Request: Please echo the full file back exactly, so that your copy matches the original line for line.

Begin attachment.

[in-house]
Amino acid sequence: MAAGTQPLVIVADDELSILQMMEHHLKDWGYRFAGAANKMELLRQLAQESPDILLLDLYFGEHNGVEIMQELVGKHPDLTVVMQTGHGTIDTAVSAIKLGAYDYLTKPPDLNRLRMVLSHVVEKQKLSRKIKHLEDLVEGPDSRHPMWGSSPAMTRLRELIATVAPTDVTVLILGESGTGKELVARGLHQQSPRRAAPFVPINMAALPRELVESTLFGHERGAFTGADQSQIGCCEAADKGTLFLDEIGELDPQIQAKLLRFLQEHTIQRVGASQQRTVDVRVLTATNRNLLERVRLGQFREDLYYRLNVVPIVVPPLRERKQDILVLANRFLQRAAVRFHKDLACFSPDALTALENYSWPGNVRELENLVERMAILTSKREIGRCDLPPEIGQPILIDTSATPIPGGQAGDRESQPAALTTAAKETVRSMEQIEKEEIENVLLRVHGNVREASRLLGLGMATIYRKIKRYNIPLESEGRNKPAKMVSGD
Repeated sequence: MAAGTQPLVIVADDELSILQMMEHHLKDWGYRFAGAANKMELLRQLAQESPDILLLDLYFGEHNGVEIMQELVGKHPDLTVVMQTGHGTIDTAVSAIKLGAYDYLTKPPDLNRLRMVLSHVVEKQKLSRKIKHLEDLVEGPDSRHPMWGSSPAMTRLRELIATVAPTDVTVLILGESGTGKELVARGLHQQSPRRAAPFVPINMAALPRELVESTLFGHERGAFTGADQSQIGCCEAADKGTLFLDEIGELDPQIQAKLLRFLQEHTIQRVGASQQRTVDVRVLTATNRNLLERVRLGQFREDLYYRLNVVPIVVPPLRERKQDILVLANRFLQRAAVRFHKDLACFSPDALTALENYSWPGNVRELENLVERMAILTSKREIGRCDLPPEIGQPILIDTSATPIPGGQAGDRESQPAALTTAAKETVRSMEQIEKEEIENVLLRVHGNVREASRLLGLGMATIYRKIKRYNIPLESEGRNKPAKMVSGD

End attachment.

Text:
[in-house]
Amino acid sequence: MAAGTQPLVIVADDELSILQMMEHHLKDWGYRFAGAANKMELLRQLAQESPDILLLDLYFGEHNGVEIMQELVGKHPDLTVVMQTGHGTIDTAVSAIKLGAYDYLTKPPDLNRLRMVLSHVVEKQKLSRKIKHLEDLVEGPDSRHPMWGSSPAMTRLRELIATVAPTDVTVLILGESGTGKELVARGLHQQSPRRAAPFVPINMAALPRELVESTLFGHERGAFTGADQSQIGCCEAADKGTLFLDEIGELDPQIQAKLLRFLQEHTIQRVGASQQRTVDVRVLTATNRNLLERVRLGQFREDLYYRLNVVPIVVPPLRERKQDILVLANRFLQRAAVRFHKDLACFSPDALTALENYSWPGNVRELENLVERMAILTSKREIGRCDLPPEIGQPILIDTSATPIPGGQAGDRESQPAALTTAAKETVRSMEQIEKEEIENVLLRVHGNVREASRLLGLGMATIYRKIKRYNIPLESEGRNKPAKMVSGD
Repeated sequence: MAAGTQPLVIVADDELSILQMMEHHLKDWGYRFAGAANKMELLRQLAQESPDILLLDLYFGEHNGVEIMQELVGKHPDLTVVMQTGHGTIDTAVSAIKLGAYDYLTKPPDLNRLRMVLSHVVEKQKLSRKIKHLEDLVEGPDSRHPMWGSSPAMTRLRELIATVAPTDVTVLILGESGTGKELVARGLHQQSPRRAAPFVPINMAALPRELVESTLFGHERGAFTGADQSQIGCCEAADKGTLFLDEIGELDPQIQAKLLRFLQEHTIQRVGASQQRTVDVRVLTATNRNLLERVRLGQFREDLYYRLNVVPIVVPPLRERKQDILVLANRFLQRAAVRFHKDLACFSPDALTALENYSWPGNVRELENLVERMAILTSKREIGRCDLPPEIGQPILIDTSATPIPGGQAGDRESQPAALTTAAKETVRSMEQIEKEEIENVLLRVHGNVREASRLLGLGMATIYRKIKRYNIPLESEGRNKPAKMVSGD